The AAD states that excessive sweating can cause problems in everyday life; for example, your palms may become so sweaty that you have difficulty turning a doorknob or using a computer. You might shy away from shaking someone’s hand in greeting. Underarm sweat can ruin clothing, not only causing embarrassment but costing you money to replace the clothing. Because your skin is often damp or wet, you can develop peeling skin or skin infections.

Treatments

According to Harvard Health, the first line of treatment for people with excessive sweating is topical antiperspirants that contain 10-15 percent aluminum salts. There are some over-the-counter products, such as Certain Dri, that might help. However, there are also prescription-strength antiperspirants if you don’t find relief from over-the-counter brands. These antiperspirants plug the sweat ducts to cut down on the amount of sweating. They should be applied once or twice a week, at night. They can cause local irritation; starting with one application per week might help. Although most antiperspirants are made for use on the armpits, you can apply them to other parts of the body, such as the hands and feet, as well.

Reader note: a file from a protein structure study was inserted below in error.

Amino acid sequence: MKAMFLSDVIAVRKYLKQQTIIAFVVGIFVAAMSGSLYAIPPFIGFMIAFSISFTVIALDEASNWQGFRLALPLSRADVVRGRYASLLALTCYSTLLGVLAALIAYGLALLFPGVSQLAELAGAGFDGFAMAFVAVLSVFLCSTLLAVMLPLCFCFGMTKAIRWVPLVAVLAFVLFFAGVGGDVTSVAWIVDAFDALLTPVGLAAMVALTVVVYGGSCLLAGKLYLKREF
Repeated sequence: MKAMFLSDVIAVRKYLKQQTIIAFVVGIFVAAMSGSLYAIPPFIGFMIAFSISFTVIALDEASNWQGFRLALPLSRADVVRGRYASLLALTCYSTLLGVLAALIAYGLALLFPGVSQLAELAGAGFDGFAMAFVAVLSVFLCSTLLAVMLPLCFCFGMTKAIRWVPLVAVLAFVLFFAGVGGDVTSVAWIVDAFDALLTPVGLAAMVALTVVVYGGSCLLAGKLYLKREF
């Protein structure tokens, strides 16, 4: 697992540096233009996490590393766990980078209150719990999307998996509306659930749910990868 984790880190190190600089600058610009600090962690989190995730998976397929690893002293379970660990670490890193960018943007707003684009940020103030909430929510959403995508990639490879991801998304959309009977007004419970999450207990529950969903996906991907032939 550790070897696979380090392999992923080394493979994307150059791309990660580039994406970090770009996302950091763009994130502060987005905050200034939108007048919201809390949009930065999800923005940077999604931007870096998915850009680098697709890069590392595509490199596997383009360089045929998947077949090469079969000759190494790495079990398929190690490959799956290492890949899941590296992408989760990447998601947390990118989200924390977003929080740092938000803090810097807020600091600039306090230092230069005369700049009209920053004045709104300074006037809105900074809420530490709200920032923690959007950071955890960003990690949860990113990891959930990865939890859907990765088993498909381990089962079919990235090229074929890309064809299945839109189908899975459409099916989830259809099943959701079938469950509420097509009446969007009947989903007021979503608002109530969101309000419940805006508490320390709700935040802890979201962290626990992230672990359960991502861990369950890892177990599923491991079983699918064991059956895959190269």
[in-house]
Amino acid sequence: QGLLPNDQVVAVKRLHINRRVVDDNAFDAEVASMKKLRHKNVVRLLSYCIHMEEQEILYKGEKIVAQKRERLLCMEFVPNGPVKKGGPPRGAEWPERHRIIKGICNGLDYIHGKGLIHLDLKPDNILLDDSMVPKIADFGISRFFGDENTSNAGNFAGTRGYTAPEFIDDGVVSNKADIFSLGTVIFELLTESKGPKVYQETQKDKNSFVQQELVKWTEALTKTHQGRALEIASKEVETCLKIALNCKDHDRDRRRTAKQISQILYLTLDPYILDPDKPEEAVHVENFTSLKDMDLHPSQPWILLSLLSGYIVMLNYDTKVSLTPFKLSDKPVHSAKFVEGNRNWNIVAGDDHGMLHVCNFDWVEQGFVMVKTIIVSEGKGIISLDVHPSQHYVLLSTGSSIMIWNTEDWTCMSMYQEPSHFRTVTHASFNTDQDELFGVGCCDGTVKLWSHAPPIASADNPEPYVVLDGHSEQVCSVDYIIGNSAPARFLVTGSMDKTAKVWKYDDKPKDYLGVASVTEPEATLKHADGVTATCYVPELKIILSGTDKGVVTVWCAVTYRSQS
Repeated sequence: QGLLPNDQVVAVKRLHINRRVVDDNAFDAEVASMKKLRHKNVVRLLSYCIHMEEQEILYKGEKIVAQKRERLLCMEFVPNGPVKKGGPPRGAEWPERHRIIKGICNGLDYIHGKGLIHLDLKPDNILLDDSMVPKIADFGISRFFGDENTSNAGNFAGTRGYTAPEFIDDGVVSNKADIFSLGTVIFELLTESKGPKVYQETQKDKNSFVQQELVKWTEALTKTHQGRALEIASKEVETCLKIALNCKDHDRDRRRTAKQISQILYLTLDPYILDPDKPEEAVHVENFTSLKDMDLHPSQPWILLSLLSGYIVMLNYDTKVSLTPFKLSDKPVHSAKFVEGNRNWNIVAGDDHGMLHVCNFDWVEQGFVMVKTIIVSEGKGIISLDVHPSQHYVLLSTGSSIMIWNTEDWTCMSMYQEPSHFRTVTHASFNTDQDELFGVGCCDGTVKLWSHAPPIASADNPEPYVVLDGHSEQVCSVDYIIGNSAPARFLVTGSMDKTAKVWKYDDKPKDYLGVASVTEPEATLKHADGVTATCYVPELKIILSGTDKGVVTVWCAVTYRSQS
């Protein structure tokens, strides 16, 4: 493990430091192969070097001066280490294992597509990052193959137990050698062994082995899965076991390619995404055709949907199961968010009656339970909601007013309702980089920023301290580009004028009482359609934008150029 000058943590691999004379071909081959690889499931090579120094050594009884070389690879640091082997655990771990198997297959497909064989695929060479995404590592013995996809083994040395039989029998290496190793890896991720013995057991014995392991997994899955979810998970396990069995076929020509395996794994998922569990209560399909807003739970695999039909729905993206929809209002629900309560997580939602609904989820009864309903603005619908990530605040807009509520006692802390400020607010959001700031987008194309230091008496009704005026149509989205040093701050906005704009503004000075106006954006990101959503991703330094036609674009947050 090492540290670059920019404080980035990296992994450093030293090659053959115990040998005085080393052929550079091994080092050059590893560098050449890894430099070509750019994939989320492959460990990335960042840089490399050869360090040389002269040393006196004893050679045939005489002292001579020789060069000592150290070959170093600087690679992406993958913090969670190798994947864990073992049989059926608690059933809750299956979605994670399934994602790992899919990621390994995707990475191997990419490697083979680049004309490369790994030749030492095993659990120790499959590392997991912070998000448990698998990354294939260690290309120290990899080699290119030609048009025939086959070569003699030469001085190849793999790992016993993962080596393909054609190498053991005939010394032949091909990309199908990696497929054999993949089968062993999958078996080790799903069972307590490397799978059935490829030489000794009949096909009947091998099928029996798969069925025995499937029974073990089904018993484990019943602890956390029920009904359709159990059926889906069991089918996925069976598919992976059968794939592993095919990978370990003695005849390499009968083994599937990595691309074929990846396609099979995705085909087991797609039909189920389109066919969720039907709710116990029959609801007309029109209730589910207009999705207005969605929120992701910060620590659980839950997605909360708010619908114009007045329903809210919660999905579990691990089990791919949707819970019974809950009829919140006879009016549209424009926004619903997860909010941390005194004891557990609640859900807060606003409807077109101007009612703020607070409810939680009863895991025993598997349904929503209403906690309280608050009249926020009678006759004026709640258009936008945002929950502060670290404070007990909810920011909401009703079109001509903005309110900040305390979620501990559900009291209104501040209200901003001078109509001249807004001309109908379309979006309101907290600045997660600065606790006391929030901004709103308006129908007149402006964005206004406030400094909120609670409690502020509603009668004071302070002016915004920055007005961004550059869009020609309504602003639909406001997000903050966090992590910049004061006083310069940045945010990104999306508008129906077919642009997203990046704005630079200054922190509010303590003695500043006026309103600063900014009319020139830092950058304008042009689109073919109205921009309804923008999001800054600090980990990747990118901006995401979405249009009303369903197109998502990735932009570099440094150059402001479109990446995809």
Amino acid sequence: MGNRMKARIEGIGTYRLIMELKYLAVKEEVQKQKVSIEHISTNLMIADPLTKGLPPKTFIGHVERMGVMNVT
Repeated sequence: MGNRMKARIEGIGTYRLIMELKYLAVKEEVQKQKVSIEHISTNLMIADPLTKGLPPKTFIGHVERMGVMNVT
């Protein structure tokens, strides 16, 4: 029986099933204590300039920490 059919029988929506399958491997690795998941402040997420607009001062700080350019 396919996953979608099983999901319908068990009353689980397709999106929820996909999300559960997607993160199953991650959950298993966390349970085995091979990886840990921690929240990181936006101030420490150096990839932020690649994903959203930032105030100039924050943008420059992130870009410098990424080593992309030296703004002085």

Botox injections have been approved by the Food and Drug Administration (FDA) to control severe underarm sweating. These only work for a limited time, and you will need to have Botox injections repeated every three to six months. Botox can control sweating in other areas of the body as well; however, you might experience muscle weakness.

Iontophoresis treatment uses a machine to send mild electrical currents through water. This is effective for sweaty palms and feet. According to Harvard Health, it is most effective if you have five to 10 initial sessions and then, depending on the severity of your sweating, have maintenance sessions weekly or monthly.